February 12, 2003

OZYMANDIAN DREAMS:

China boom argument ignores the golden rule (Jake van der Kamp, February 13, 2003, South China Morning Post)
The key to a successful industrial boom is not primarily low wages and the application of new technology. It is first of all money - the raising of it, the right application of it, the judicious control of how it is spent and the return on investment of it. For this you need a financial system that operates on market principles.

But the mainland has no such thing. Most of the money its banks raise from the public is invested into a growing fiscal deficit, construction of public works of questionable usefulness and the propping up of loss-making state enterprises that should have long been shut down. A good proportion of it is also simply "misplaced". There is not much left over for financing of private sector industrial enterprise. [...]

If Beijing welcomes foreign corporations such as Wal-Mart to source low-cost quality goods in the mainland at low operating costs then the United States retail giant is only too happy to extract all the profits for itself and book them elsewhere.

Take note that this is not how the Industrial Revolution worked in Britain or America in the last half of the 19th century. Both of these had as sophisticated a financial system as was possible at the time and could apply it to new technologies on their own. They grew wealthy by being the investors in their industries as well as having the workshops of those industries located in their territories.

So when our headline on Mr Xie's piece says that China will dominate the world economy for a decade we need to refine things a little. If China's capital account remains closed and Beijing continues to dictate where money raised domestically will go, then it is more likely that foreign invested enterprises will come to dominate the Chinese economy. In fact they do so already.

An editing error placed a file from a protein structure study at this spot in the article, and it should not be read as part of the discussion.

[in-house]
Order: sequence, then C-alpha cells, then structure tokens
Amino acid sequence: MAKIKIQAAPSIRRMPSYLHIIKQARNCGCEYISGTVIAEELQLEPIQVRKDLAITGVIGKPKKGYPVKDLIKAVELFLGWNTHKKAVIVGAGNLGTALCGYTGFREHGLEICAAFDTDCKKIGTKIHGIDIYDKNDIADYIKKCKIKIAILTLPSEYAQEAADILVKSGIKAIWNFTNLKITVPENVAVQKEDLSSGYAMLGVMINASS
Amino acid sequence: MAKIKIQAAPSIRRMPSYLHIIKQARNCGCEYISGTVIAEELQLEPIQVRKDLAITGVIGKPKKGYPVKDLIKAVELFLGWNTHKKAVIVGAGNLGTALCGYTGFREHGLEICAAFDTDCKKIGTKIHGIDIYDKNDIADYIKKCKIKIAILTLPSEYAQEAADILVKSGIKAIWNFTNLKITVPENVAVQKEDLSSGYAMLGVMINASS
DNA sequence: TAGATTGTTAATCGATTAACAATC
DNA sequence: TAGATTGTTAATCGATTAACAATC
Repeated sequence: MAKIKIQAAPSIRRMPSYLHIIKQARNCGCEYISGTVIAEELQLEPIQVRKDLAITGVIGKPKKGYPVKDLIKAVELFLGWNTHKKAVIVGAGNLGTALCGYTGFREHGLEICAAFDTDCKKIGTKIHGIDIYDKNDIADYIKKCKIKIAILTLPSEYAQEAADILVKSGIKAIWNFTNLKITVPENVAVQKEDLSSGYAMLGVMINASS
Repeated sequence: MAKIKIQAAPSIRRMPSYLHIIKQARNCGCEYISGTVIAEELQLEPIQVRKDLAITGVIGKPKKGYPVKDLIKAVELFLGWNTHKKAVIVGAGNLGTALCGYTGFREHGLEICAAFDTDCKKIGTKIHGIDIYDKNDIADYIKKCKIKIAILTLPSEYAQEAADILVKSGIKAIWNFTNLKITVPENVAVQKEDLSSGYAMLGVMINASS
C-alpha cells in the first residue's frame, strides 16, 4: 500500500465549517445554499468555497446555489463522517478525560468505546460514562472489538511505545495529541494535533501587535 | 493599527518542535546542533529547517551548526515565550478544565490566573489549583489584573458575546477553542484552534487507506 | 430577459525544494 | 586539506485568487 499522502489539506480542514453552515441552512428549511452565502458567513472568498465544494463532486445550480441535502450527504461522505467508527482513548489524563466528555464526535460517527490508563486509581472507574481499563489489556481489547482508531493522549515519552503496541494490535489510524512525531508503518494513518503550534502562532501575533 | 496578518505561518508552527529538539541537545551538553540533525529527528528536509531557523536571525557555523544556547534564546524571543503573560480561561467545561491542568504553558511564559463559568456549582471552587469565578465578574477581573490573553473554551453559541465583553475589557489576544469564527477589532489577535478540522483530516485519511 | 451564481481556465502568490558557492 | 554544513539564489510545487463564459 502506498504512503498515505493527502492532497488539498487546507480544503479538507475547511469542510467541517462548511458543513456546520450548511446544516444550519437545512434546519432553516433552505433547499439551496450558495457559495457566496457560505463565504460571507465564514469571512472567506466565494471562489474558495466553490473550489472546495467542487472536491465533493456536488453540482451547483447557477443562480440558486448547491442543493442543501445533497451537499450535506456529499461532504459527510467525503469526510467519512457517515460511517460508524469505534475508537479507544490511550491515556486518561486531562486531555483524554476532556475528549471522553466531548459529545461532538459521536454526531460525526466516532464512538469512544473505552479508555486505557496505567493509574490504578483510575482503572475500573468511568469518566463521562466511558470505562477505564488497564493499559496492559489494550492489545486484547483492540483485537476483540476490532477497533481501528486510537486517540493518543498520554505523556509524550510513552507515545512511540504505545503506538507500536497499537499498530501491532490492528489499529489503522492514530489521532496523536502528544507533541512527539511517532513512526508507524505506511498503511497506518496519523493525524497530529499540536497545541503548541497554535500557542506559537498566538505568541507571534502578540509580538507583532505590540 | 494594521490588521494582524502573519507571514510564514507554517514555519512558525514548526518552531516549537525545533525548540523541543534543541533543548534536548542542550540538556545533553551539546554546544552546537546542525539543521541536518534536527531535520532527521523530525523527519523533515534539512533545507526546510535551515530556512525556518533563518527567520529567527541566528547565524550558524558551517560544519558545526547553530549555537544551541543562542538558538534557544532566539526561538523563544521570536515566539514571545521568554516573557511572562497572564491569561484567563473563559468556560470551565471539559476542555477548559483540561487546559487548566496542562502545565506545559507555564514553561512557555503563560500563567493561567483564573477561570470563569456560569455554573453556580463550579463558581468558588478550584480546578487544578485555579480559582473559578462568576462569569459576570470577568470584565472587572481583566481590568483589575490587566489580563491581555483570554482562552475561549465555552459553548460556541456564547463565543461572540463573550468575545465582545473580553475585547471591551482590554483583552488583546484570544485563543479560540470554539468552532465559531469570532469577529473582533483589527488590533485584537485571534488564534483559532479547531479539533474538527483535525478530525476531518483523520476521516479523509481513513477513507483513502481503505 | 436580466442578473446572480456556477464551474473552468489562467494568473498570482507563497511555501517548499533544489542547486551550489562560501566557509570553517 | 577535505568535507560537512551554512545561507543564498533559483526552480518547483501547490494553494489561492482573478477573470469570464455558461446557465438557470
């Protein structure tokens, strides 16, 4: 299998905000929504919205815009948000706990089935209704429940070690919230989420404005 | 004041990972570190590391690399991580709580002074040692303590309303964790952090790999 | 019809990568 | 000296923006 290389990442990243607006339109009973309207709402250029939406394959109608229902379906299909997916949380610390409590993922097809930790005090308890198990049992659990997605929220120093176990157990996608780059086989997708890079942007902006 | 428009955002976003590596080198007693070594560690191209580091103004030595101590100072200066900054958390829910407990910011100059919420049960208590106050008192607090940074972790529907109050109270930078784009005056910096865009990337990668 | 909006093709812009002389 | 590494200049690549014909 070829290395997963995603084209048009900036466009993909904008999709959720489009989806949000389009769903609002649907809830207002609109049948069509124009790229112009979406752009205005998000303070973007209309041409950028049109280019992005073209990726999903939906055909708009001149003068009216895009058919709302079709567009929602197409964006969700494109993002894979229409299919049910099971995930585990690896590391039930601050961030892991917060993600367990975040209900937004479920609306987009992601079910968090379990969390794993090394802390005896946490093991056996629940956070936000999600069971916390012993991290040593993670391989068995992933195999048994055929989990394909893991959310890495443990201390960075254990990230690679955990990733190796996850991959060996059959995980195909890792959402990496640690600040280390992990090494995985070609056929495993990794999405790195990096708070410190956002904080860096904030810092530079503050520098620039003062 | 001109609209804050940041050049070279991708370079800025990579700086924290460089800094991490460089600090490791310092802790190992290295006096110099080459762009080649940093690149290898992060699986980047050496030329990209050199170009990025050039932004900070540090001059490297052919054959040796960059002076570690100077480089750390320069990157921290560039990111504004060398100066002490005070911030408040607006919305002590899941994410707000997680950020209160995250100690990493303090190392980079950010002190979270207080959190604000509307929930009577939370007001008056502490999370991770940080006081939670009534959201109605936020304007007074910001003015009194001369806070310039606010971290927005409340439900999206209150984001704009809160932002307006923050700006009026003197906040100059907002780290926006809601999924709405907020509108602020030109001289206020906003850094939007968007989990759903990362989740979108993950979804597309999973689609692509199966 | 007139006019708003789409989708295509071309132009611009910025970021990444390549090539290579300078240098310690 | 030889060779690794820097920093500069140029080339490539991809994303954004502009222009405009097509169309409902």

What difference would it then make that the workshops are located in China? How does that constitute domination of the world economy?

Things would actually be the other way round. The word you are looking for here is "exploit" in its full unhappy sense of take advantage of hardworking people whose wages are suppressed and of a government willing to make big tax concessions and then laugh all the way to the bank, a foreign bank.


China is in effect a modern colony of the West. Once imperialists sought colonies so that they could extract natural resources and ship them home to be manufactured into finished goods by a domestic labor force. Today the natural resource that we're looking for is the labor force itself, any that's relatively skilled and will work for less than the rate that our own asks. This fact hides a number of great weakness in those countries that do manufacturing, chief among them that the products being made are designed, marketed, etc. abroad. The brain work stays in the imperial nations. Only the scut work is done in places like China. And every few years some other country comes along with a population willing to work cheaper than yours, so unless you've really taken advantage of your little boomlet to diversify and modernize your economy and to learn the culture of the imperial
powers, you're soon left in the dust, as witness Japan. So far there are few signs that China is learning anything. Posted by Orrin Judd at February 12, 2003 11:22 PM